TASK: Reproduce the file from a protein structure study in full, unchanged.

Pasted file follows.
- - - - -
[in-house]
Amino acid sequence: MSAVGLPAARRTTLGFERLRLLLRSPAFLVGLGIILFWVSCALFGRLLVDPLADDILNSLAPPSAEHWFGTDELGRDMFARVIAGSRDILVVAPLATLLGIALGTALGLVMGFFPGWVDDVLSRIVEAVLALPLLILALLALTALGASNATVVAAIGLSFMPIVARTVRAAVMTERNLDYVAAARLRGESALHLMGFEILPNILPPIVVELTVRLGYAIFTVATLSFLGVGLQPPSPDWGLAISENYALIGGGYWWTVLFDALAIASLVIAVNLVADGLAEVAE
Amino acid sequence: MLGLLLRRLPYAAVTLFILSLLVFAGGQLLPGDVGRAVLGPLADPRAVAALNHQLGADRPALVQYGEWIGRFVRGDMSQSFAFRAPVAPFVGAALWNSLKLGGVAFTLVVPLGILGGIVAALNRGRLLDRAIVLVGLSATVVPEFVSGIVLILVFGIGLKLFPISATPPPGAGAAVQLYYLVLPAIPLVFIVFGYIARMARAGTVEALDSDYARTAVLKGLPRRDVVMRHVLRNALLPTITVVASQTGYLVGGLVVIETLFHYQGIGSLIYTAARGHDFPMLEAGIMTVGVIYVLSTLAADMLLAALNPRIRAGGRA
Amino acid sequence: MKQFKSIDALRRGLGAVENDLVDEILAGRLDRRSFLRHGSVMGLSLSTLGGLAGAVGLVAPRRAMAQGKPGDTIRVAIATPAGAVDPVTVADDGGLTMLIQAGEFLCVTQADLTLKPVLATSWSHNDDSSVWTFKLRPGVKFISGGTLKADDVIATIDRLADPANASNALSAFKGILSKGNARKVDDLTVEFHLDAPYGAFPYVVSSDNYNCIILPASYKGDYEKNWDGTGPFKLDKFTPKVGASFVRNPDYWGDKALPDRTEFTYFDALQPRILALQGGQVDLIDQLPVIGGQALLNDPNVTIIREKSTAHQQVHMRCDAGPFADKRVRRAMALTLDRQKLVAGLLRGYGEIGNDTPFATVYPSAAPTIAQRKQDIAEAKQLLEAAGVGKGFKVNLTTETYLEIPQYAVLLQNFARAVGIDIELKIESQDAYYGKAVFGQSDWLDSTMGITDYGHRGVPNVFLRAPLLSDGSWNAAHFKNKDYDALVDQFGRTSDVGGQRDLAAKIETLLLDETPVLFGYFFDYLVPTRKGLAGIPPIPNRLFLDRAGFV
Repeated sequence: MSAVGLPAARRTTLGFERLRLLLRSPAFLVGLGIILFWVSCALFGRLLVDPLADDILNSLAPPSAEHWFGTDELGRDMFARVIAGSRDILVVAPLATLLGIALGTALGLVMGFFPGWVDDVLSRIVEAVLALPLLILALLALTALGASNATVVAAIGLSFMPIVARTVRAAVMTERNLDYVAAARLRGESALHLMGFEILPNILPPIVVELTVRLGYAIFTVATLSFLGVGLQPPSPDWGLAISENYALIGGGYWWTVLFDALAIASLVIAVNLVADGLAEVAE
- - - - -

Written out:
[in-house]
Amino acid sequence: MSAVGLPAARRTTLGFERLRLLLRSPAFLVGLGIILFWVSCALFGRLLVDPLADDILNSLAPPSAEHWFGTDELGRDMFARVIAGSRDILVVAPLATLLGIALGTALGLVMGFFPGWVDDVLSRIVEAVLALPLLILALLALTALGASNATVVAAIGLSFMPIVARTVRAAVMTERNLDYVAAARLRGESALHLMGFEILPNILPPIVVELTVRLGYAIFTVATLSFLGVGLQPPSPDWGLAISENYALIGGGYWWTVLFDALAIASLVIAVNLVADGLAEVAE
Amino acid sequence: MLGLLLRRLPYAAVTLFILSLLVFAGGQLLPGDVGRAVLGPLADPRAVAALNHQLGADRPALVQYGEWIGRFVRGDMSQSFAFRAPVAPFVGAALWNSLKLGGVAFTLVVPLGILGGIVAALNRGRLLDRAIVLVGLSATVVPEFVSGIVLILVFGIGLKLFPISATPPPGAGAAVQLYYLVLPAIPLVFIVFGYIARMARAGTVEALDSDYARTAVLKGLPRRDVVMRHVLRNALLPTITVVASQTGYLVGGLVVIETLFHYQGIGSLIYTAARGHDFPMLEAGIMTVGVIYVLSTLAADMLLAALNPRIRAGGRA
Amino acid sequence: MKQFKSIDALRRGLGAVENDLVDEILAGRLDRRSFLRHGSVMGLSLSTLGGLAGAVGLVAPRRAMAQGKPGDTIRVAIATPAGAVDPVTVADDGGLTMLIQAGEFLCVTQADLTLKPVLATSWSHNDDSSVWTFKLRPGVKFISGGTLKADDVIATIDRLADPANASNALSAFKGILSKGNARKVDDLTVEFHLDAPYGAFPYVVSSDNYNCIILPASYKGDYEKNWDGTGPFKLDKFTPKVGASFVRNPDYWGDKALPDRTEFTYFDALQPRILALQGGQVDLIDQLPVIGGQALLNDPNVTIIREKSTAHQQVHMRCDAGPFADKRVRRAMALTLDRQKLVAGLLRGYGEIGNDTPFATVYPSAAPTIAQRKQDIAEAKQLLEAAGVGKGFKVNLTTETYLEIPQYAVLLQNFARAVGIDIELKIESQDAYYGKAVFGQSDWLDSTMGITDYGHRGVPNVFLRAPLLSDGSWNAAHFKNKDYDALVDQFGRTSDVGGQRDLAAKIETLLLDETPVLFGYFFDYLVPTRKGLAGIPPIPNRLFLDRAGFV
Repeated sequence: MSAVGLPAARRTTLGFERLRLLLRSPAFLVGLGIILFWVSCALFGRLLVDPLADDILNSLAPPSAEHWFGTDELGRDMFARVIAGSRDILVVAPLATLLGIALGTALGLVMGFFPGWVDDVLSRIVEAVLALPLLILALLALTALGASNATVVAAIGLSFMPIVARTVRAAVMTERNLDYVAAARLRGESALHLMGFEILPNILPPIVVELTVRLGYAIFTVATLSFLGVGLQPPSPDWGLAISENYALIGGGYWWTVLFDALAIASLVIAVNLVADGLAEVAE